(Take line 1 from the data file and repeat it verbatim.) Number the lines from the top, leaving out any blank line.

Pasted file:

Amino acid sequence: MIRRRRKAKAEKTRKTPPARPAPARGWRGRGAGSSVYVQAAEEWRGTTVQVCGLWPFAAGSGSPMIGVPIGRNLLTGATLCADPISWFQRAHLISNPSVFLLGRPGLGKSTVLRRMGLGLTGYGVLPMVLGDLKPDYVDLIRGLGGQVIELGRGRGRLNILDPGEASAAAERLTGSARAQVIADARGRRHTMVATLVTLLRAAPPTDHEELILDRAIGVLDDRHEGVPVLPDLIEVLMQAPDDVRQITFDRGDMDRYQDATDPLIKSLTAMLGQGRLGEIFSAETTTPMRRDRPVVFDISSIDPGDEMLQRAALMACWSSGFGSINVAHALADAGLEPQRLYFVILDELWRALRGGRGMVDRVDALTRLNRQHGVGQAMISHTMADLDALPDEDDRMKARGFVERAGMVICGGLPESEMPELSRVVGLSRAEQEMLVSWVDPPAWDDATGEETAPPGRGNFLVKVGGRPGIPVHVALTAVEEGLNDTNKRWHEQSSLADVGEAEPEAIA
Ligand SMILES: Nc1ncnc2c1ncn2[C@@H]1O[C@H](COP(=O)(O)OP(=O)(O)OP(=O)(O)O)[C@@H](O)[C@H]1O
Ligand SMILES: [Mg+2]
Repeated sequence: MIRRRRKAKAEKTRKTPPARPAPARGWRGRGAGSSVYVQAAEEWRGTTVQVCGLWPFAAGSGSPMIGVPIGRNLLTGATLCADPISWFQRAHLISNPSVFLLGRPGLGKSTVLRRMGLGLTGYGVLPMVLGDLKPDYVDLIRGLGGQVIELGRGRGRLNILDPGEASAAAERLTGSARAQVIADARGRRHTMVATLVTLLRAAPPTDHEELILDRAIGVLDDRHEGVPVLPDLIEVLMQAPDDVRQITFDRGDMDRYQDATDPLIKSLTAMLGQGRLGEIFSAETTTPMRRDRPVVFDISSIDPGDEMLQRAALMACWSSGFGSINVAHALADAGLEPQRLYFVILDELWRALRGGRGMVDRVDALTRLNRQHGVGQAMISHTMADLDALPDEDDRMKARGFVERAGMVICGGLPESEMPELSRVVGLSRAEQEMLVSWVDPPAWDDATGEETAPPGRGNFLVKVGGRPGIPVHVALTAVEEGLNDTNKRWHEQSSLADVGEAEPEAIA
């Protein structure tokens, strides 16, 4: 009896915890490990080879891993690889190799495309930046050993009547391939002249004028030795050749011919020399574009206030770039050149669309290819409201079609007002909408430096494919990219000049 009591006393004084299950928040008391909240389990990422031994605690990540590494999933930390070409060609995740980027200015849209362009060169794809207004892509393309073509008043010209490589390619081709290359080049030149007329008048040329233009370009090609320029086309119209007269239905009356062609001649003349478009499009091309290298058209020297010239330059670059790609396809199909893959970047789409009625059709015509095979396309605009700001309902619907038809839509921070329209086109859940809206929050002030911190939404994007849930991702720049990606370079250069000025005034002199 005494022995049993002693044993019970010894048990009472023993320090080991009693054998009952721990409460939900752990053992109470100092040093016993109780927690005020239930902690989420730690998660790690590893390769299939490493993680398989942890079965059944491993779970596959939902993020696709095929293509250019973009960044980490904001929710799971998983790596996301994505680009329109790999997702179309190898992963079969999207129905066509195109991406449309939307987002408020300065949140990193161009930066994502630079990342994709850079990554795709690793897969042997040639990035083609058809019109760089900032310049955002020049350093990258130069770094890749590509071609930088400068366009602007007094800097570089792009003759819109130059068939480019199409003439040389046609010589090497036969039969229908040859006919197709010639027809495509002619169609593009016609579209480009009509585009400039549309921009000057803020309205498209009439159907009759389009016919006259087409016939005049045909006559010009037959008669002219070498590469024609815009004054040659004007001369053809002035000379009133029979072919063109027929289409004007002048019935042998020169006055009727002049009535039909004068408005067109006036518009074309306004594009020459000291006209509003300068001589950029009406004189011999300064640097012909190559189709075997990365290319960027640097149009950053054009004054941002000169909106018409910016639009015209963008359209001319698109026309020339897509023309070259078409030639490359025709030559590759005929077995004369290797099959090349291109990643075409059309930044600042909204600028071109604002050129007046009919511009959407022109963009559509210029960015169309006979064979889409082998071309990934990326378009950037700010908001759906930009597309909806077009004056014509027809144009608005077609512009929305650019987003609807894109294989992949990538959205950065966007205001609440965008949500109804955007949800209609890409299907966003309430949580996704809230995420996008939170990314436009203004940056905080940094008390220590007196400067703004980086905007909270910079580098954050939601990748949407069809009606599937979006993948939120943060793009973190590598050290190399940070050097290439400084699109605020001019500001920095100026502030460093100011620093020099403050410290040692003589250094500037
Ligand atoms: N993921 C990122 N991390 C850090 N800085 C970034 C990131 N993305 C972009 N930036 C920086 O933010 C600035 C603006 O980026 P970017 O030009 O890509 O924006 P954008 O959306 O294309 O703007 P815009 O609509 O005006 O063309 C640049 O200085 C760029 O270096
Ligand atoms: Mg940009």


Amino acid sequence: MIRRRRKAKAEKTRKTPPARPAPARGWRGRGAGSSVYVQAAEEWRGTTVQVCGLWPFAAGSGSPMIGVPIGRNLLTGATLCADPISWFQRAHLISNPSVFLLGRPGLGKSTVLRRMGLGLTGYGVLPMVLGDLKPDYVDLIRGLGGQVIELGRGRGRLNILDPGEASAAAERLTGSARAQVIADARGRRHTMVATLVTLLRAAPPTDHEELILDRAIGVLDDRHEGVPVLPDLIEVLMQAPDDVRQITFDRGDMDRYQDATDPLIKSLTAMLGQGRLGEIFSAETTTPMRRDRPVVFDISSIDPGDEMLQRAALMACWSSGFGSINVAHALADAGLEPQRLYFVILDELWRALRGGRGMVDRVDALTRLNRQHGVGQAMISHTMADLDALPDEDDRMKARGFVERAGMVICGGLPESEMPELSRVVGLSRAEQEMLVSWVDPPAWDDATGEETAPPGRGNFLVKVGGRPGIPVHVALTAVEEGLNDTNKRWHEQSSLADVGEAEPEAIA